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The nuts-and-bolts of configuring Resque and resque-web for a production Rails app

At Profitably, we’ve been using Resque for a few months now, and we’re loving it. Resque’s web interface is a great way to get a high-level understanding of your background workers, and its pluggable design has made it easy for others to contribute a number of really useful plugins. For Profitably, getting control of our background jobs is critical. Our software doesn’t have a ton of public-facing controllers & actions yet, but under the water line it’s already a large system built around mapping and aggregating financial data. (If you’re a Rubyist, and this sounds interesting to you, you should check out our jobs page.)

From a code perspective, it’s not that hard to move to Resque—you write Job classes and you just run them. But I found that I had a few speedbumps in setting it up for production, not least because configuration is not my strong suit. So I decided to describe how we configured Resque to run in production. There are a lot of duct-tapey parts to our setup, and it’s quite likely you’ll make some different choices, but what I describe below has worked well for us so far.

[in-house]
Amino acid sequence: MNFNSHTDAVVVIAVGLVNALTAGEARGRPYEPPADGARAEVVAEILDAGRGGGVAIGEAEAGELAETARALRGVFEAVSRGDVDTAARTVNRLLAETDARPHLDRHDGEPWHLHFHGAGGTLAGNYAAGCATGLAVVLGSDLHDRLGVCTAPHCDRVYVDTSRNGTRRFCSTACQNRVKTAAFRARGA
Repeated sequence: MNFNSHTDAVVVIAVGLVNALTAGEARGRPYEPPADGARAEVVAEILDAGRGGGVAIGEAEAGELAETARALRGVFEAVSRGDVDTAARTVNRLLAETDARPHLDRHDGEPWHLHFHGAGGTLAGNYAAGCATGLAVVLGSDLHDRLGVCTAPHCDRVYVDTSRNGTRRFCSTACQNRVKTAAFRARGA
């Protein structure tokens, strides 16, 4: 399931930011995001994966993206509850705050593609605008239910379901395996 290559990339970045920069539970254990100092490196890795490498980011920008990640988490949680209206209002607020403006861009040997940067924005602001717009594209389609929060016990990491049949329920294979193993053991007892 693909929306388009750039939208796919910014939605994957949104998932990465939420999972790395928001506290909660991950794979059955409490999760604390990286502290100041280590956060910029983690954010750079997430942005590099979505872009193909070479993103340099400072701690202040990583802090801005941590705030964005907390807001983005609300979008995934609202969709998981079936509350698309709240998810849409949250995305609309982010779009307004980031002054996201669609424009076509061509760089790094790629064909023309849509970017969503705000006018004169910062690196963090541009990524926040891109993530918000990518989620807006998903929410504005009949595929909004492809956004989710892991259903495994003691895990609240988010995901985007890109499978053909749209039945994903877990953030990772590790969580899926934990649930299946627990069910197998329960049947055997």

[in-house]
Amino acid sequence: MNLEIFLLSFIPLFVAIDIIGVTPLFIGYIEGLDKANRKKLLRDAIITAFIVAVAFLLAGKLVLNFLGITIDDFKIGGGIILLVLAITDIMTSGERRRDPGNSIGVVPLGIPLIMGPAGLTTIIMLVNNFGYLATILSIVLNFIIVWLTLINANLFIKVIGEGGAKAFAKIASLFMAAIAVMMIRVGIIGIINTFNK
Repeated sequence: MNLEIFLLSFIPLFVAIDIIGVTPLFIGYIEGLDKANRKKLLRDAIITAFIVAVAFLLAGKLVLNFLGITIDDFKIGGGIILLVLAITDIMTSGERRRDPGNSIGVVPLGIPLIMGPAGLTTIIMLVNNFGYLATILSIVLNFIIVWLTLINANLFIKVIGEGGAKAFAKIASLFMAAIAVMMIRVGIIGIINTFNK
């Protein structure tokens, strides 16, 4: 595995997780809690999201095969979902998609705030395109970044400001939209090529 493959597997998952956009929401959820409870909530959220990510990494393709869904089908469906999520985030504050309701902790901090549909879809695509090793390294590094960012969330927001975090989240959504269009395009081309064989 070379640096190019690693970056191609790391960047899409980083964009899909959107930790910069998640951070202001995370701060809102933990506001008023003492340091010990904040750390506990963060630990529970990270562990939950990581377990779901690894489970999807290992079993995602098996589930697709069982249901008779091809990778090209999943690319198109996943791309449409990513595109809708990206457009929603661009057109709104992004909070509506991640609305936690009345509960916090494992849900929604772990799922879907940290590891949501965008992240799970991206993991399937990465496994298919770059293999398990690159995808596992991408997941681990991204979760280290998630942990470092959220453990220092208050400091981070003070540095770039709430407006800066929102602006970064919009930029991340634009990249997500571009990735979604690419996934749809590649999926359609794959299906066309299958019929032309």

Build a resque-web directory in your Rails app

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Testing Rails against a running Redis instance (and doing it with Hydra to boot)

Profitably has been running Redis since very early on. And as I’m planning to lean on Redis even more heavily going forward, particularly for Resque, I decided to beef up how Redis is tested in the Rails app. Since not a lot of people are talking about what this takes, here are my notes about my initial setup:

Testing approaches

If your Rails app uses Redis, there are basically three approaches you can take for when the code under test hits Redis.

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